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Keselowski: Ending Truck Program Is About His Future

| Senior Writer, RacinToday.com Friday, August 18 2017

Brad Keselowski announced this week that he will disband his Camping World Truck Series team. (RacinToday/HHP file photo by Andrew Coppley)

By Deb Williams | Senior Writer

Bristol, Tenn.  – Earlier this year, NASCAR lost Red Horse Racing, one of the Camping World Truck Series premier teams. Now it’s losing another at the end of the season in Brad Keselowski Racing.

Keselowski shocked the motorsports community Thursday when he announced he would shutter the doors on his truck team at the end of the 2017 season.  The 2012 NASCAR Cup series champion said Friday at Bristol Motor Speedway he probably wouldn’t have made the decision if the team had made money, but he noted that wasn’t the sole factor.

“There were a lot of decisions that went into it,” said Keselowski, who has fielded trucks in NASCAR competition since 2008. “At some point every business needs to have some profitability, but I never went into it expecting to make money, so I can’t really blame that.”

Instead, Keselowski appears to be looking at his future; one that could include owning a team in NASCAR’s Monster Energy Series. In a prepared statement released Thursday, Keselowski said he wanted to start preparing for that time now. He said part of that preparation would be to develop an advanced engineering and manufacturing company that would be housed in his 78,000-square-foot facility in Statesville, N.C. He said Friday he was in the “middle of putting all that together.”

“I don’t know where the future is going to take me in my life,” Keselowski said Friday. “I know that I’m trying to be positioned to have as many opportunities as possible to kind of control what that might be, and this is a necessary step business-wise to have those opportunities. It’s not really the most pleasurable one to undertake. In fact, it really kind of stinks, but it was the right move long term and I’m hopeful that it works out for the best.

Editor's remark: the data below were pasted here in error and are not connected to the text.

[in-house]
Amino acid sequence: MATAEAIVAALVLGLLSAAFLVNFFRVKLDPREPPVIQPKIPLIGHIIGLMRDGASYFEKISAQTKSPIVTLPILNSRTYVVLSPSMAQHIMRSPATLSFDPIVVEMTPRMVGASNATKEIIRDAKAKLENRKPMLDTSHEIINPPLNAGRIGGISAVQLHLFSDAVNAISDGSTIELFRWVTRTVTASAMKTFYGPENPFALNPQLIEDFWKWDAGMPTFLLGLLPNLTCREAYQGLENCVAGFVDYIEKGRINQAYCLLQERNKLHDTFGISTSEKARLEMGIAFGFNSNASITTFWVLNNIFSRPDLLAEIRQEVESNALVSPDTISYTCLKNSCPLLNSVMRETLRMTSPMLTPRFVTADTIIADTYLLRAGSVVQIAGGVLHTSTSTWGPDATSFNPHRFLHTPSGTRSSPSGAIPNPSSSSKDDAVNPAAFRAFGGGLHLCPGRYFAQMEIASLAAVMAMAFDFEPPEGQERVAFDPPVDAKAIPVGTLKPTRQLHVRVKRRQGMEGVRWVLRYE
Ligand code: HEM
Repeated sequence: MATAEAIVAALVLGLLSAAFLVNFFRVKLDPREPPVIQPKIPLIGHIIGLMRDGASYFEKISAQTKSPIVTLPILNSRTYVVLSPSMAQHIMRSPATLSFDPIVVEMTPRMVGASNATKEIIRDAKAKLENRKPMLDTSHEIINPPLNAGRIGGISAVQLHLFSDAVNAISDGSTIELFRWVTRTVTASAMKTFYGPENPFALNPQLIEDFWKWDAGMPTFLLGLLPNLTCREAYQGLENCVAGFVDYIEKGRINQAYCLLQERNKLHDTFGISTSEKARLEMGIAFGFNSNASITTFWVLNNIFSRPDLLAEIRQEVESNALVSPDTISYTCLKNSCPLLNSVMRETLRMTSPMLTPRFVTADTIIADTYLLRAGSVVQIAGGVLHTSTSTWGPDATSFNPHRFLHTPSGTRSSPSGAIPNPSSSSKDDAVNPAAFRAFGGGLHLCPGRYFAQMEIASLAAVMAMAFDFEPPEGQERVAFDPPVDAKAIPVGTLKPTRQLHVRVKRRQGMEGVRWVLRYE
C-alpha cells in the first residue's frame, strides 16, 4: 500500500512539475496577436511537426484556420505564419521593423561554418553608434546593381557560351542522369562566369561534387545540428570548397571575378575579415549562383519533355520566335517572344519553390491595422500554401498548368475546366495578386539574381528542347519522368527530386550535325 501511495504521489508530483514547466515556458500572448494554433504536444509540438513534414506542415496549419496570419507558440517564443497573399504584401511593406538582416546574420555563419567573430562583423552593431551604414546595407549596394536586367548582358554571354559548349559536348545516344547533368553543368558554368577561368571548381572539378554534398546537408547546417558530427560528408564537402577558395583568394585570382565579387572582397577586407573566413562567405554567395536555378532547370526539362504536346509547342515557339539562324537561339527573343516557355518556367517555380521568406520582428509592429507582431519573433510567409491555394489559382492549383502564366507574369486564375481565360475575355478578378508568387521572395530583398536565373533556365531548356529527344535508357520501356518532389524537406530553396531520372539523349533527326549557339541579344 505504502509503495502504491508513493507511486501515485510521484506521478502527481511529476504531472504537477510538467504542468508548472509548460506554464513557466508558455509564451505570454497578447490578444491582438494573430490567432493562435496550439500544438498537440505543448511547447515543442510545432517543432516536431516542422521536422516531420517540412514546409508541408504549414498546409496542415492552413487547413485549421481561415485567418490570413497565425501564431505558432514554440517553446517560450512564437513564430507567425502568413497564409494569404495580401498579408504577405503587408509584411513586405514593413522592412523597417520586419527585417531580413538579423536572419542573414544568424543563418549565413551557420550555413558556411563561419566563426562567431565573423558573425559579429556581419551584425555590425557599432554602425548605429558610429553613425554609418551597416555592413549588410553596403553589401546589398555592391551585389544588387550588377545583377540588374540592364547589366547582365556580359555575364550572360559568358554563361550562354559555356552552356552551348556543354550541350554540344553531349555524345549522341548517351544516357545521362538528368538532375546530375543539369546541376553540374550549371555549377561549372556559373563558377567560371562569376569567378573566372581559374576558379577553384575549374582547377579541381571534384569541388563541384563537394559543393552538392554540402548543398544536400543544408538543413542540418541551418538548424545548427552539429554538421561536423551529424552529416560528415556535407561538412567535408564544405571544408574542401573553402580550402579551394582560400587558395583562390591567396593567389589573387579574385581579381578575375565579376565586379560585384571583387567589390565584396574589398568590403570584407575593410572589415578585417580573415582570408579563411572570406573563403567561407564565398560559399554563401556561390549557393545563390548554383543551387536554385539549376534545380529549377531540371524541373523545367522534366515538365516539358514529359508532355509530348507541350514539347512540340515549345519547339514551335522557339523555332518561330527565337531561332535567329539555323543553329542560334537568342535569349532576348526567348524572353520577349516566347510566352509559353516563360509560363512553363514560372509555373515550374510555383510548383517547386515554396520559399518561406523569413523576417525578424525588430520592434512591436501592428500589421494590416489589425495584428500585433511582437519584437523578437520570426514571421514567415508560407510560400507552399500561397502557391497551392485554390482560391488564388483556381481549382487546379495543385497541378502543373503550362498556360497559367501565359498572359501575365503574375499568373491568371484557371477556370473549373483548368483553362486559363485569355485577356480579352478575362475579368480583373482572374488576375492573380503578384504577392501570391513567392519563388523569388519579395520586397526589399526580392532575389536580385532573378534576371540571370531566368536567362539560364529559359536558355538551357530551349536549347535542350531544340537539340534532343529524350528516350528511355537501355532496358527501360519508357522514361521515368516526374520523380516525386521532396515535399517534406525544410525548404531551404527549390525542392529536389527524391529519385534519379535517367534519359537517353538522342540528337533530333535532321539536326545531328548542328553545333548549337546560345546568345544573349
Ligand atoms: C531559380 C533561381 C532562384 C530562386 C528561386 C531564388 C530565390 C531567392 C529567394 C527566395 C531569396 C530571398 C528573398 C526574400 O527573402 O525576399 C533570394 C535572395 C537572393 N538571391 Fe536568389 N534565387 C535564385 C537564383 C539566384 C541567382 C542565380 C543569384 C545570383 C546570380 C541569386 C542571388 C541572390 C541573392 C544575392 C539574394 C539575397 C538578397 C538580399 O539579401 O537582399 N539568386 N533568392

“The biggest thing is I want to be positioned to have the best opportunities possible when I get done being a race car driver, and one of those opportunities is to be a team owner. For that to have any chance of being successful, it’s going to be critical for me to have all of my ducks in a row specific to having other income-generating businesses. This is the only way I could get the opportunity to do that.

“If you look at all the business owners at this level – and really all three of these levels – they have a sustainable, profitable business outside of motorsports and that’s going to remain the key for any owner to have success because the reality is I can only be a race car driver for so long. When that time comes up, my business would have had to shut down because I don’t have a profit center, and having that profit center is what helps you get through the ebbs-and-flows that every race team has. So I need to have one of those profit centers. That doesn’t mean that I’ll be a Cup owner one day, but that means when the time is right, if we achieve the goals that I have, I’ll have the opportunity to make that decision myself and not have it made for me. I don’t feel like we’re done yet. We’re just going a different path.”

Keselowski plans to liquidate the trucks and parts, but keep a “good part of the equipment” and utilize it in the future. He believes he’ll be able to find a “good home” for about 75 percent of his employees.

Keselowski’s organization currently fields Fords F-150s for Chase Briscoe, 22, and 18-year-old Austin Cindric, both in their first full season of truck competition.

“I feel really bad for the 25 percent that I’m not gonna be able to find a spot for,” Keselowski said. “Being a business owner it’s more about the people than anything else. You care about them and they give you their all, and you want to give them your all. In some ways, you feel like you’re letting them down when you’re not able to keep it going. So that’s never any fun.”

Keselowski admitted his decision was made in the same time frame as his contract renewal with Team Penske, but it wasn’t the sole reason.

Even though Keselowski is exiting the truck series where his parents once fielded a team, the Michigan native believes the series is still a viable one.

“The Truck Series has been around a long time (since 1995),” Keselowski said. “It’s gonna be around a lot longer than me, so I’m not so self-centered to think that series is based solely on my team and participation.

“It’s not really NASCAR’s responsibility to look out for me or my team. I knew going into this deal that the burden is on me to make it work, so I wouldn’t blame them for anything.”   

| Senior Writer, RacinToday.com Friday, August 18 2017
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